TBI is a research institution supporting scientific projects in the Turkana Basin, Kenya.

Path to modern humans

Archaeological, paleontological, and genetic evidence strongly suggests that eastern Africa played a central role in the evolution of modern humans, Homo sapiens, for the period from 300,000 years ago to the present. Indeed, the earliest anatomically modern human from anywhere in the world comes from the Turkana Basin and was unearthed in 1967 by Richard Leakey’s team in the Omo Valley, in southern Ethiopia. Yet in spite of the relative abundance of fossil sites in the Turkana Basin dating to the past 200,000 years, the period during which modern people evolved and then spread throughout the world, deplorably little is known about this fascinating and critical time in human history. The quest is now on to fill this dearth of information and several teams are currently working with TBI to thoroughly explore many of these important sites.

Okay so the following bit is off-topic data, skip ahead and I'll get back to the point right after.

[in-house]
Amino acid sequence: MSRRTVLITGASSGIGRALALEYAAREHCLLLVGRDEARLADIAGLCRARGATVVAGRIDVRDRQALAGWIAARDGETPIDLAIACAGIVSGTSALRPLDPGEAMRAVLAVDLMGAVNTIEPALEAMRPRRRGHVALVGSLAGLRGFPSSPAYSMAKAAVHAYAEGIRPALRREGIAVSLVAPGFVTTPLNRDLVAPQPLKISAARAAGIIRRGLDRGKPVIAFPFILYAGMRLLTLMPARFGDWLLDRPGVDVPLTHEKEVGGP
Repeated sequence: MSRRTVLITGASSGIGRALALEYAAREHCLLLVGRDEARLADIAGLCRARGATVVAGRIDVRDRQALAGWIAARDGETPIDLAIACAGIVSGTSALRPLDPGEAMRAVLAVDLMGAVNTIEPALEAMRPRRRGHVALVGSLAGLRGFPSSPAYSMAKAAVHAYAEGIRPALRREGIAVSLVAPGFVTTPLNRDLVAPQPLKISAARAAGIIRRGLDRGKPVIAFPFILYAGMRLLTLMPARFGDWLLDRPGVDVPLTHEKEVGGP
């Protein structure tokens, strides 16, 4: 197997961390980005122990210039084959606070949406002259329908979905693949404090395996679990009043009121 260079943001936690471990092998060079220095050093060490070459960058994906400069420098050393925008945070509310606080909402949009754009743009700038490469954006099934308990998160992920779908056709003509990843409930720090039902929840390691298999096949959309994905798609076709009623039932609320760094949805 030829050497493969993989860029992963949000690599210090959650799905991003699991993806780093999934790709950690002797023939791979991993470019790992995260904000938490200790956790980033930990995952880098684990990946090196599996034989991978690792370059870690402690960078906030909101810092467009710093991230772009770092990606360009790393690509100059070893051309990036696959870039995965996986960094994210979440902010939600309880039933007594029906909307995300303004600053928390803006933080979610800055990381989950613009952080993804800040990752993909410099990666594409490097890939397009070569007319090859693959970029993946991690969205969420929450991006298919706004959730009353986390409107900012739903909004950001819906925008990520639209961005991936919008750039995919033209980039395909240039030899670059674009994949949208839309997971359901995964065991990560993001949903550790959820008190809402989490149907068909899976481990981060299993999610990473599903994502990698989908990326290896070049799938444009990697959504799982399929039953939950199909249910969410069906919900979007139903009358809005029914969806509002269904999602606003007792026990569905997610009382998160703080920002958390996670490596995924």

The In Africa Project, led by Marta Lahr and Rob Foley, has begun exploration of late Pleistocene sites (from 200,000 to 10,000 years ago) on the west side of Lake Turkana.

A Late Pleistocene cranium of a young Homo sapiens.

A Late Pleistocene cranium of a young Homo sapiens discovered by the In Africa project. The face is still encased in a thin covering of rock.

Meanwhile, the Later Prehistory of West Turkana (LPWT) Project is a multidisciplinary group of researchers led by two Stony Brook faculty archaeologists, Elisabeth Hildebrand and John Shea. This project is studying human behavioral change in West Turkana during the Holocene (the past 10,000 years), including fishing-hunting-gathering, early herding, and the development of complex societies around Turkana.

An alumni of TBI’s post-doctoral fellowship program, Dr. Beyin, also focuses his research on the early Holocene epoch, 10,000-7,000 years before the present. With the onset of a globally wet climate during this time period, Turkana became a mega-lake with abundant aquatic resources and lush grasslands for hunters and fishers to utilize. Through his archaeological investigation of western Turkana, Beyin hopes to clarify the role this region played in human survival, the cultural contexts of human lakeshore adaptations in Africa, and the possible connections between the cultures of the Turkana Basin and those of the Sahara and Nile Valley during this time.